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Ready for Memorial

It’s hard to believe that we’re already to Memorial Weekend! With all the strange weather this spring it seems like summer just pounced on us.

If you’re one of the several hundred thousand we’ll see on the beach this weekend remember to be safe while you’re out having fun. Specifically, swim near a lifeguard, stay far from the rocks, don’t swim alone, obey warning signs and flags, take precautions for the heat and sun, remember alcohol and water don’t mix, watch your kids closely, and for non- swimmers and children especially- wear a lifejacket when in or around the water. Our friends at the Houston/Galveston National Weather Service office are predicting some rough water and strong rip currents over the weekend so be extra careful. If you’re not sure about anything check with the lifeguard. All hands will be on deck so we’ll have really good coverage at all the parks, groins, and even on the west end including the San Luis Pass. We’re also getting some help from the Emergency Operation Center for extra patrols at the San Luis Pass and hopefully some flashing signs on the side of the highway coming on to the island. We have a new crew of lifeguards that complete their over 100 hours of training today that will be out working with the more experienced guards.

The past couple of weeks have been a whirlwind of activity with the Lifeguard Academy going on, all the re-training of recurrent seasonal lifeguards, dispatch training, jet ski rescue recertification, taking care of all the last minute details on the beach, bringing water safety material to the hotels, final checks on equipment, and making sure all our personnel are good to go. We also had two major events this week.

Last Tuesday we had representatives from the Fire and Police departments, EMS, Jesse Tree Survivor Support Network, and others participate in a mass casualty exercise at Stewart Beach to practice our skills, communication, and ability to work together during a crisis. We simulated a water accident with 15 victims. They were rescued, triaged, treated, searched for, and counseled. This is a great event for our lifeguard candidates to see how what they do is a small part of a whole system of emergency response. It also sharpens all of our skills right before the big weekend and summer season.

The final physical exercise was the next day where our entire staff (minus the ones that guarded and facilitated) competed in the dreaded “Night Swim”. This includes all kinds of challenges including runs, swims, rescue board paddles, calisthenics, a wall climb, knowledge checks, and ended in a long slip and slide at the finish line. Once our rookie lifeguards finish this they know they face any kind of physical challenge, which translates to a more effective lifeguard force.

Happy holidays from all of us here at the Beach Patrol and hope you and yours get a chance to take some time over the holiday to celebrate in whatever way that’s best for you.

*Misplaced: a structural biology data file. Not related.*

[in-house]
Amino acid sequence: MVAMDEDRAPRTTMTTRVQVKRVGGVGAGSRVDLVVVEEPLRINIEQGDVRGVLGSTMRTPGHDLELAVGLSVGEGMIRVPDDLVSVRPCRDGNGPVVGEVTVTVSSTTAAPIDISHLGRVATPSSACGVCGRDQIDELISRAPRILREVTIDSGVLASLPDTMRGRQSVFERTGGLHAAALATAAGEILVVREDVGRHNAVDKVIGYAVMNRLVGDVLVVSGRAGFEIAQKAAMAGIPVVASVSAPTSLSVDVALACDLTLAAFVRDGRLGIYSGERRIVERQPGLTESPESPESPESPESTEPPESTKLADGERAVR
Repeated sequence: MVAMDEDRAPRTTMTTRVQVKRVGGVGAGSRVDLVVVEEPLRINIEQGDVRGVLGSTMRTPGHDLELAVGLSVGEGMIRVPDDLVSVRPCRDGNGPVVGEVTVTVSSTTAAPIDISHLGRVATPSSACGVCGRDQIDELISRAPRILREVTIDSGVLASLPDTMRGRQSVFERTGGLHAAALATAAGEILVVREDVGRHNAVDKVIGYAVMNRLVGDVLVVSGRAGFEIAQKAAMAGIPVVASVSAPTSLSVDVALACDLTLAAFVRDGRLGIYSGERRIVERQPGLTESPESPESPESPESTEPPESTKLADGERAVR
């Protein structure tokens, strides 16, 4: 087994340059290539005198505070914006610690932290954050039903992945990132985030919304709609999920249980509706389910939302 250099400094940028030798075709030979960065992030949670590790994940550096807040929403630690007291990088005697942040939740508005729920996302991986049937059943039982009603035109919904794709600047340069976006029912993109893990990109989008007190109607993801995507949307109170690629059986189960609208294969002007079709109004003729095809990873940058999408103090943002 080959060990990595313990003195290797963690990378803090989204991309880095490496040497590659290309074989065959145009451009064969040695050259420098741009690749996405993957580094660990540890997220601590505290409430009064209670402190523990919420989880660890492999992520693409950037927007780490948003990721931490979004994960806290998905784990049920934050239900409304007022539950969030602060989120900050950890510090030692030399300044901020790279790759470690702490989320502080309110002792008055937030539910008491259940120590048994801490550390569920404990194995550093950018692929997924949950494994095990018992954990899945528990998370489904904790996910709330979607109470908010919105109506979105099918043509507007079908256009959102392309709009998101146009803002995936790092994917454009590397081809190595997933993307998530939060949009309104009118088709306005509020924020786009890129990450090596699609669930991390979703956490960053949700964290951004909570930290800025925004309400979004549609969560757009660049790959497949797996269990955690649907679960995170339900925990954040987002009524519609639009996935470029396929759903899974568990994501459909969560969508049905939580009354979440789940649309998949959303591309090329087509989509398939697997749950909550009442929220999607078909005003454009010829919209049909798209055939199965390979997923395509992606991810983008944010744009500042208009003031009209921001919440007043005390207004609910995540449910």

Beaches and Risk

Years back I climbed up the pyramids in Tical, Guatamala. It was really steep and the steps were not designed for big American feet. I reached the top and looked out from a view above the rainforest canopy in awe. Then I looked down and realized there were no handrails. I was shocked. In the US this just wouldn’t happen. There would be railings and arrangements for disabled people and cable cars so no one collapsed on the way up.

We’re Americans. We live in a country with quite a few resources. A country that has city, state, and federal governments that do all kinds of things that allow us the illusion of complete safety. We rarely see holes in the sidewalks or stairs without railings. Signs are everywhere reminding us how to stay safe. “Caution Drop Off”. Plastic bags can suffocate you. Apple filling is hot.

All of these precautions are aimed at one thing. Minimizing risk. Not eliminating risk, but minimizing risk. The concept is “layers of protection”. It starts with each of us watching out for our own safety, then the safety of loved ones or companions. Then there are the railings, signs, metal detectors, airbags, child proof caps, security checks, health codes, etc.

It works almost too well. We forget that all of these layers of protection, while reducing risk, do not guarantee that we’ll be totally safe. We forget that there is no guarantee because we’re constantly inundated. We look for blame when accidents happen (“Was he wearing his seatbelt?”). And then we go to the beach.

Of all places the ocean is still the Wild Wild West. We do a great job of mitigating the risk considering the ocean is something that can’t be controlled. We train our lifeguards beyond all standards and expectations. We maintain over 300 safety signs up and down the beach. And we have layers upon layers of supervisors, vehicles, and watchers for the watchers. And at beaches guarded by United States Lifesaving Association lifeguards (like ours) your chances of drowning in a guarded area are 1 in 18 million. But, ultimately, we are only an additional layer of protection. We can’t guarantee safety, only mitigate risk.

There was a terrible, terrible tragedy last Saturday night. It was extremely rough and we held the guards late due to the abnormally large surf, strong currents, and crowds. The lifeguard at 24th called in that there was a swimmer out too far. The swimmer was past the waist deep we recommend for red flag days, but he was neither past the legal swimming limit nor was he in between the “no swimming” signs and the rock groin. And he was not struggling. The man did nothing wrong and our guard not only did nothing wrong, but was being more proactive than could be expected. But the man slipped underwater within just a few seconds without warning and died.